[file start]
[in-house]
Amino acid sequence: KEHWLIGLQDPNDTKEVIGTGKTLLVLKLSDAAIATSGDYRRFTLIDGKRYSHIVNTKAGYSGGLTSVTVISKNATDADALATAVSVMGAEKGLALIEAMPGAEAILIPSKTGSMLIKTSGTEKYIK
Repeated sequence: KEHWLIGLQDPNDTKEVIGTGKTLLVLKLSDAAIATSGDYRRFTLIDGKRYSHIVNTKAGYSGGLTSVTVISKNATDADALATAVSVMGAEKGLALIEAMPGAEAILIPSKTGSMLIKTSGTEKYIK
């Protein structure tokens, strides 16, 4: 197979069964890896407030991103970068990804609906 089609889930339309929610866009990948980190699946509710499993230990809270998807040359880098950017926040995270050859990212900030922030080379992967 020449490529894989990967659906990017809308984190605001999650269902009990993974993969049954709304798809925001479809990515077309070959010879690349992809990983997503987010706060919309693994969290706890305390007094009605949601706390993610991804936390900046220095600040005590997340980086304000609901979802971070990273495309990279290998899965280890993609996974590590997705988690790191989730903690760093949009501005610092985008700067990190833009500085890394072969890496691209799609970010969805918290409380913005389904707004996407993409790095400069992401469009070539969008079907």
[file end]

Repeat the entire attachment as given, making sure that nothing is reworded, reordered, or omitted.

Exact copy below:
[in-house]
Amino acid sequence: KEHWLIGLQDPNDTKEVIGTGKTLLVLKLSDAAIATSGDYRRFTLIDGKRYSHIVNTKAGYSGGLTSVTVISKNATDADALATAVSVMGAEKGLALIEAMPGAEAILIPSKTGSMLIKTSGTEKYIK
Repeated sequence: KEHWLIGLQDPNDTKEVIGTGKTLLVLKLSDAAIATSGDYRRFTLIDGKRYSHIVNTKAGYSGGLTSVTVISKNATDADALATAVSVMGAEKGLALIEAMPGAEAILIPSKTGSMLIKTSGTEKYIK
């Protein structure tokens, strides 16, 4: 197979069964890896407030991103970068990804609906 089609889930339309929610866009990948980190699946509710499993230990809270998807040359880098950017926040995270050859990212900030922030080379992967 020449490529894989990967659906990017809308984190605001999650269902009990993974993969049954709304798809925001479809990515077309070959010879690349992809990983997503987010706060919309693994969290706890305390007094009605949601706390993610991804936390900046220095600040005590997340980086304000609901979802971070990273495309990279290998899965280890993609996974590590997705988690790191989730903690760093949009501005610092985008700067990190833009500085890394072969890496691209799609970010969805918290409380913005389904707004996407993409790095400069992401469009070539969008079907």